When it’s on: Tuesday, 24 July (12.00 pm)
Ah, summer holidays. A chance for the BBC to throw out a season of classic movies, for no one in particular and not necessarily in the right order. But here we are, presented with the welcome sight of eight RKO pictures based on Leslie Charteris’s Saint novels. BBC2 screened a double bill yesterday, and are doing the same today. The second title is one of the series’ later entries, The Saint meets the Tiger, but first we get The Saint in New York, which also happens to be the franchise opener. It’s to be hoped that later in the holidays, the BBC will follow its Saint run with another scheduling of MGM’s Tarzan films, whilst Mrs Mike would ask for a post-modern, ‘knowing’ second chance for Charlie Chan.
Back to the Saint, with Louis Hayward in the first of his two film appearances as Simon Templar (the second would be years later). The film was intended to be a B-movie quickie, and that’s exactly what it was, Ben Holmes directing economically in ensuring the finished product ran little over the 70-minute mark. It opens with men talking, essentially discussing the set-up for the entire plot. They’re police, involved in the protection of New York, only the Big Apple’s suffering a crime wave and six men have been identified as responsible. The rozzers don’t know what to do. They appear entirely unable to stop the criminals, until someone mentions Simon Templar aka The Saint.
In one of those narrative developments that must have made perfect sense in the 1930s, the NYPD effectively holds up its hands, declares itself beat and hands over all responsibility for dealing with the problem to a vigilante, indeed it’s made clear Templar doesn’t always work on the side of the angels. Nonetheless, he takes on the challenge of cleaning up the city, beginning with his shooting of a recently acquitted criminal who was about to execute one of the high ranking police officers. It isn’t long before he’s more or less in control, working his way through the less savoury elements of NY and building up to uncovering the identity of ‘the Big Fellow’, who runs the criminal fraternity from a position of complete secrecy.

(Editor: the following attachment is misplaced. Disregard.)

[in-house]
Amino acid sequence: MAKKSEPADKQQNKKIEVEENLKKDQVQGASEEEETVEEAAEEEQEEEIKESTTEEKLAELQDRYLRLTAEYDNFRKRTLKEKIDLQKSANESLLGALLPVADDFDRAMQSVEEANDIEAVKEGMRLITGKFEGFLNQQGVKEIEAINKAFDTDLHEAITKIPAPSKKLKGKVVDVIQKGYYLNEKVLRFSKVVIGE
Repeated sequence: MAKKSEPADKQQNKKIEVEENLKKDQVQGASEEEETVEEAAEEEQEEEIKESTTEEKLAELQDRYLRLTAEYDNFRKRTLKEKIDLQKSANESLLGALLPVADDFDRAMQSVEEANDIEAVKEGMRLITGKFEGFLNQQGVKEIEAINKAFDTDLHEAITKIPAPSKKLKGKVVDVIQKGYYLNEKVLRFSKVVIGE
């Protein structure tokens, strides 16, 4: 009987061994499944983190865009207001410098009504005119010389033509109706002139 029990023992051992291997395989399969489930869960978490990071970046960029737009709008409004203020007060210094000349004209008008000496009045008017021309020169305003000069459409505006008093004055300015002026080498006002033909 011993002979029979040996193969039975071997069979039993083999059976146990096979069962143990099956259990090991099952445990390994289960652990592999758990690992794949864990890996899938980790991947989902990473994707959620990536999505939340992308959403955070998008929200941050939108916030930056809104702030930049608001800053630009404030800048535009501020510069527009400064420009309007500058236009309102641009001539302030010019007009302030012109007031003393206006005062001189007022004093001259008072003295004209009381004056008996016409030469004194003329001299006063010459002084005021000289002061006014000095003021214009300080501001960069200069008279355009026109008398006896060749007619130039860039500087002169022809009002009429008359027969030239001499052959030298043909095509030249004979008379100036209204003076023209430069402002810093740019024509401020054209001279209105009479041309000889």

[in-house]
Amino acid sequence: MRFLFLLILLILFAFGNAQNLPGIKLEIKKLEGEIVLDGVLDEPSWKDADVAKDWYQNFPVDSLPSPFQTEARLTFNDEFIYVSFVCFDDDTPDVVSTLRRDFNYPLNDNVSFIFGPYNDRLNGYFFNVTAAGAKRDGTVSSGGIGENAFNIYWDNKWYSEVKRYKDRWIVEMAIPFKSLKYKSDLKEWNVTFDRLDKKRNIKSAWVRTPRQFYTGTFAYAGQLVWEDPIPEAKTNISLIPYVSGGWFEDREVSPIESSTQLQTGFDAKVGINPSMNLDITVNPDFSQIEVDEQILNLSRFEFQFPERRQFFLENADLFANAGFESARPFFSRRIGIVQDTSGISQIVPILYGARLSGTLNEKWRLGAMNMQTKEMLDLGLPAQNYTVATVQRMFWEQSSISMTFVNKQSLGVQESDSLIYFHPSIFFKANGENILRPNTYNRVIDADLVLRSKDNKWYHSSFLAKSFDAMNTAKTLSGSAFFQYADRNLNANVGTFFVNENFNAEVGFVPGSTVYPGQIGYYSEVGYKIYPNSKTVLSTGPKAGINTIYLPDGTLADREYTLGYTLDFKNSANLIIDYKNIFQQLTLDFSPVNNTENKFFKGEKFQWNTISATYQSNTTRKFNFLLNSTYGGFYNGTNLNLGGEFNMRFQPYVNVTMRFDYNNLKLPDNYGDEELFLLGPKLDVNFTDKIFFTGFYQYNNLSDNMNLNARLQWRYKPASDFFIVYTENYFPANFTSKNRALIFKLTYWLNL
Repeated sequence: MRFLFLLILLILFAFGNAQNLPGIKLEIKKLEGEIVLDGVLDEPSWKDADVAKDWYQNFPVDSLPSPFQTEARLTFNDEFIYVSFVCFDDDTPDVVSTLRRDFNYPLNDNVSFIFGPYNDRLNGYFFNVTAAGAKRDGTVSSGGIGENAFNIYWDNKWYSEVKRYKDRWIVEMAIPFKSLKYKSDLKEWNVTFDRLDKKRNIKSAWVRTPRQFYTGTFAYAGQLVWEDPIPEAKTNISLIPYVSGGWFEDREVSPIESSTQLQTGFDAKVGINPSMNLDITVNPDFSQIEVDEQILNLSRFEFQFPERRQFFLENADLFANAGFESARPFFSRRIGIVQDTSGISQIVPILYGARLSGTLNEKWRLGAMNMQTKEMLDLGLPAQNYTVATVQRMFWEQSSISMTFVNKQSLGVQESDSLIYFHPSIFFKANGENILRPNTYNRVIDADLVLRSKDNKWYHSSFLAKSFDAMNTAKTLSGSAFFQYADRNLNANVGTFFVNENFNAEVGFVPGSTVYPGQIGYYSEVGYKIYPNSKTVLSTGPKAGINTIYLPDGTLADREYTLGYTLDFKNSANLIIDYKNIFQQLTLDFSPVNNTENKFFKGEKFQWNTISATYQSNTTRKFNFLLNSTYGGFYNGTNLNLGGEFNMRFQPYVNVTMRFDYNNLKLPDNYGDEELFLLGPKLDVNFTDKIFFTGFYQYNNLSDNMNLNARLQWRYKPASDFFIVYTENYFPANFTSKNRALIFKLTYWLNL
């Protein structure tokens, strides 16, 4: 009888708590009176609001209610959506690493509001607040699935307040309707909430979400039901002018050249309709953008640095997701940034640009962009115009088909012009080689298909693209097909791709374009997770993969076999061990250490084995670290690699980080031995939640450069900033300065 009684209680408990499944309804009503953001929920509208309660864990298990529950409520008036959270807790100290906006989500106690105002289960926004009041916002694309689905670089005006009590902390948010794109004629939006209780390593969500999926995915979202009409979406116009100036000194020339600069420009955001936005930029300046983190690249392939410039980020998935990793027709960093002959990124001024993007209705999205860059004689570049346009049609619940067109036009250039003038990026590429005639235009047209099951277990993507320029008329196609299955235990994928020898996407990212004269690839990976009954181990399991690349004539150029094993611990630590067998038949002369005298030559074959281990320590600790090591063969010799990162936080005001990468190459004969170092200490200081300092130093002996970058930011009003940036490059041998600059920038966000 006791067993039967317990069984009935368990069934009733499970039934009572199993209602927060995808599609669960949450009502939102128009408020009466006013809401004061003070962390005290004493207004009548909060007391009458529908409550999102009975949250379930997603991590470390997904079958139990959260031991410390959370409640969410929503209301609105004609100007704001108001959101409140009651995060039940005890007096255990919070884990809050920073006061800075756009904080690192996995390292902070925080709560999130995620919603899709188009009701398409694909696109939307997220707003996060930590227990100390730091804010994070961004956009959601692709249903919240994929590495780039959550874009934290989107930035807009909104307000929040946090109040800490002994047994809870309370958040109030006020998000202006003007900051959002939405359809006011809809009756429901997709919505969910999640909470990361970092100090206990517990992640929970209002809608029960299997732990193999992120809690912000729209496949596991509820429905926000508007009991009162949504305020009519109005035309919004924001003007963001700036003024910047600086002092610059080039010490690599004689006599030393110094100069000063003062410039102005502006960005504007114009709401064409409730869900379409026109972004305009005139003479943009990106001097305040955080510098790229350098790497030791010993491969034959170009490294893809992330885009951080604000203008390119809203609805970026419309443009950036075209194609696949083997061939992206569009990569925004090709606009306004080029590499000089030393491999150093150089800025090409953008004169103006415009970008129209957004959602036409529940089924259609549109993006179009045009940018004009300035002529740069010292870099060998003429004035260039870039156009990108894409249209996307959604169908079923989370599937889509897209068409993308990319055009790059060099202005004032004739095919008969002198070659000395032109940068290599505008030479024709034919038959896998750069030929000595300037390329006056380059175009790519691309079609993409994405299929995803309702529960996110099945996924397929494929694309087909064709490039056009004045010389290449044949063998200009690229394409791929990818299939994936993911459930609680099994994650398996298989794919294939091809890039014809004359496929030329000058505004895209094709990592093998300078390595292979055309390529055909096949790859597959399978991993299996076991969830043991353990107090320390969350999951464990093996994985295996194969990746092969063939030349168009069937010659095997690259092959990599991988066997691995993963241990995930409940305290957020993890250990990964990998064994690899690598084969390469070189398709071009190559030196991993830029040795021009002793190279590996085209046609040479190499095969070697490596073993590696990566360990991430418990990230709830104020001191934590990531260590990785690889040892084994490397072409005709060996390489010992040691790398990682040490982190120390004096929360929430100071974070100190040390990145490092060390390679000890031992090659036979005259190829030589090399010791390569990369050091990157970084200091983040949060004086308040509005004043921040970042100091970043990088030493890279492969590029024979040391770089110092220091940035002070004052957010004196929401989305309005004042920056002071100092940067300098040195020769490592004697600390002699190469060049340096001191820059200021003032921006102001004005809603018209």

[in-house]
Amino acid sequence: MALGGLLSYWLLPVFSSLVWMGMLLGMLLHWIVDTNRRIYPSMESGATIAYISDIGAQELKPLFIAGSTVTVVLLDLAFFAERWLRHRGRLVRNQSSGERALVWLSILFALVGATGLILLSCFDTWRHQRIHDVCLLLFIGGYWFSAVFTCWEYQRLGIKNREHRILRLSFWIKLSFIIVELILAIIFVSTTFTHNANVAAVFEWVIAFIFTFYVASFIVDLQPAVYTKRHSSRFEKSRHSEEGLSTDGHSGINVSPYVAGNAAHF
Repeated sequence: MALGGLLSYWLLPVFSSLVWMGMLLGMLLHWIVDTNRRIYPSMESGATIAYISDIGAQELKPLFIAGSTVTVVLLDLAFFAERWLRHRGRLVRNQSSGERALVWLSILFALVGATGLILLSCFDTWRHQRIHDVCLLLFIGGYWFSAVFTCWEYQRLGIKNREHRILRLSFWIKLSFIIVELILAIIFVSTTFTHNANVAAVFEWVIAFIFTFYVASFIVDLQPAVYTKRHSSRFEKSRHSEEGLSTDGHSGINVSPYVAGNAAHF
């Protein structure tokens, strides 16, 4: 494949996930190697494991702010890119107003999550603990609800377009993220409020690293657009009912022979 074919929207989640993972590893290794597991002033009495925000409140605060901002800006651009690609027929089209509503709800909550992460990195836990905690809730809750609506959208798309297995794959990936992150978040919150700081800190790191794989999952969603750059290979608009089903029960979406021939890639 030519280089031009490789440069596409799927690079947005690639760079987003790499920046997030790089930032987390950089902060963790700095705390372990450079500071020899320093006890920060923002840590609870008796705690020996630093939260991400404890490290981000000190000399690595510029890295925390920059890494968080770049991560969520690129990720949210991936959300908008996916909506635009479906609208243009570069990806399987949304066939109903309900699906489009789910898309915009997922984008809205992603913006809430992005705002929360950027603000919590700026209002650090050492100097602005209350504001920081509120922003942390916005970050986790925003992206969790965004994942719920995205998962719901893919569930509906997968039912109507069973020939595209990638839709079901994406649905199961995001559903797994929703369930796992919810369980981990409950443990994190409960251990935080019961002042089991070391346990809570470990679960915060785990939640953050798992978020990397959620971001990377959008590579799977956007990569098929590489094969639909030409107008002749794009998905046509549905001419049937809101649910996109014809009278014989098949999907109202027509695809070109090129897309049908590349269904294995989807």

It’s nothing new, and I don’t imagine for one moment the intention was to take the crime genre in a fascinating new direction. In Hayward’s hands, Templar seems to float through all the perilous situations in which he finds himself, as though he knows he’s the hero of the story and can never die, so why worry about it? If Hayward appears to be channelling anybody, then it’s definitely Orson Welles – the same amused expression, intonation and quickfire quips, which makes him both agreeable and impossible to identify with.
Yet there are moments worth waiting for, glimpses of an imaginative piece of work that occasionally shine through. Particularly good fun is the bit where the Saint escapes through a first floor window, only to perform an elaborate acrobatic manoeuvre to lever himself onto the roof. I also like the appearance of character actor stalwart Paul Guilfoyle, whose role in the film is to provide a commentary on the Saint’s actions – doing so soon makes him an admirer of Templar, ironic as he’s on the opposite side.
In another world, The Saint in New York might have been directed by Alfred Hitchcock, who was certainly interested in taking on the assignment. In his hands, it’s almost certain the film wouldn’t have looked so cheap or prosaically made, but for all the film making by balance sheet, it’s never terrible. And for all Hayward would be overshadowed in the role by George Sanders (we’ll do a Sanders Saint tomorrow), he’s still better than Val Kilmer could dream of being.
The Saint in New York: **